Background: Morbidity and mortality for critically ill patients with infections remains a global healthcare problem. We aimed to determine whether β-lactam antibiotic dosing in critically ill patients achieves concentrations associated with maximal activity and whether antibiotic concentrations affect patient outcome.
Methods: This was a prospective, multinational pharmacokinetic point-prevalence study including 8 β-lactam antibiotics. Two blood samples were taken from each patient during a single dosing interval. The primary pharmacokinetic/pharmacodynamic targets were free antibiotic concentrations above the minimum inhibitory concentration (MIC) of the pathogen at both 50% (50% f T>MIC) and 100% (100% f T>MIC) of the dosing interval. We used skewed logistic regression to describe the effect of antibiotic exposure on patient outcome.
Results: We included 384 patients (361 evaluable patients) across 68 hospitals. The median age was 61 (interquartile range [IQR], 48-73) years, the median Acute Physiology and Chronic Health Evaluation II score was 18 (IQR, 14-24), and 65% of patients were male. Of the 248 patients treated for infection, 16% did not achieve 50% f T>MIC and these patients were 32% less likely to have a positive clinical outcome (odds ratio [OR], 0.68; P = .009). Positive clinical outcome was associated with increasing 50% f T>MIC and 100% f T>MIC ratios (OR, 1.02 and 1.56, respectively; P < .03), with significant interaction with sickness severity status.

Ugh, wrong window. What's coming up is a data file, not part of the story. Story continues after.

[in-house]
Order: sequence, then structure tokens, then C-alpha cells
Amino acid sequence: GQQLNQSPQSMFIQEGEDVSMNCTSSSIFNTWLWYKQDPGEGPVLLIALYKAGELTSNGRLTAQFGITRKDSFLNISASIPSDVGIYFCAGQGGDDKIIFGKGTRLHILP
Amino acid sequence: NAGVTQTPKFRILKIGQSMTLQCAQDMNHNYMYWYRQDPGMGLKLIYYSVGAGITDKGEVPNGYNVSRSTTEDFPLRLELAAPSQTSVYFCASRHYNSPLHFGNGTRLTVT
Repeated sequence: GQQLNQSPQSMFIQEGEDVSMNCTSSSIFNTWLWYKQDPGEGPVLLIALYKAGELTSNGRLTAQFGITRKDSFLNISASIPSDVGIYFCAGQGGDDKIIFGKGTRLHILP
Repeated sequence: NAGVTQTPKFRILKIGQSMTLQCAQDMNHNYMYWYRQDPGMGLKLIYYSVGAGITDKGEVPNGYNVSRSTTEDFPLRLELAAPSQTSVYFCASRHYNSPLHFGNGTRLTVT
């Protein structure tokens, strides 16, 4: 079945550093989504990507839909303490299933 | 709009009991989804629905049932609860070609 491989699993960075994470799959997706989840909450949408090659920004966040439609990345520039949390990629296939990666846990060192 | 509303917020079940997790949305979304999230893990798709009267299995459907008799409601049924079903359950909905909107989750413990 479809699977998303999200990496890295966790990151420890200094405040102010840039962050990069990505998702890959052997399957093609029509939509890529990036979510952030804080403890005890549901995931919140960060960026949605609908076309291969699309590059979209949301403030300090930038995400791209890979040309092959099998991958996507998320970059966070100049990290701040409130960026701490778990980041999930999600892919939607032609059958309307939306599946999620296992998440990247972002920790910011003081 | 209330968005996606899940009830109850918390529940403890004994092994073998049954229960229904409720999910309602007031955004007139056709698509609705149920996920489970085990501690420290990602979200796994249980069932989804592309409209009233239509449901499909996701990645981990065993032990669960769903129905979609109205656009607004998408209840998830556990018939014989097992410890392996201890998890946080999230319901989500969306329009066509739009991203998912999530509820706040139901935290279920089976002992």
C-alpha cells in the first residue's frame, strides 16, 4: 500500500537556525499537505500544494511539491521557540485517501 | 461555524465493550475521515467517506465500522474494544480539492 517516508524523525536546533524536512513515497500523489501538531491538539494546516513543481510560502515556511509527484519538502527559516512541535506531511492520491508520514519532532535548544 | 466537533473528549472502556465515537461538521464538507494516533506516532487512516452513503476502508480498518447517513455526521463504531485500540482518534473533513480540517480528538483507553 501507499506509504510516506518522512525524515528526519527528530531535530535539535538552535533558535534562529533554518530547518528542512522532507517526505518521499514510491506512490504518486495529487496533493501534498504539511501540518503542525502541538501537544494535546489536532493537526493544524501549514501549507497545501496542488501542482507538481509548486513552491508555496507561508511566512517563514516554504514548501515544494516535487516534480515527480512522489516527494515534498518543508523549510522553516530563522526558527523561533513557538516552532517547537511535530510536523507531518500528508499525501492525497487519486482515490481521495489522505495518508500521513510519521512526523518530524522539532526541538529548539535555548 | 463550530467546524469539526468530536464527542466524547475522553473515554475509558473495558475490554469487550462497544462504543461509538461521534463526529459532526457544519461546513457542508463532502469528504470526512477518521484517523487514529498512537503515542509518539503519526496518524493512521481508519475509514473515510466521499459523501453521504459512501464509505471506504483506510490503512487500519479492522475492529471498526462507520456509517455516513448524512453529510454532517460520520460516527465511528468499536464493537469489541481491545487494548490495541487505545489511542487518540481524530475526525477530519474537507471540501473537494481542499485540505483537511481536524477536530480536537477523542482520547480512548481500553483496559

Conclusions: Infected critically ill patients may have adverse outcomes as a result of inadeqaute antibiotic exposure; a paradigm change to more personalized antibiotic dosing may be necessary to improve outcomes for these most seriously ill patients.
Keywords: adverse events; continuous infusion; extended infusion; pharmacodynamics; pharmacokinetics.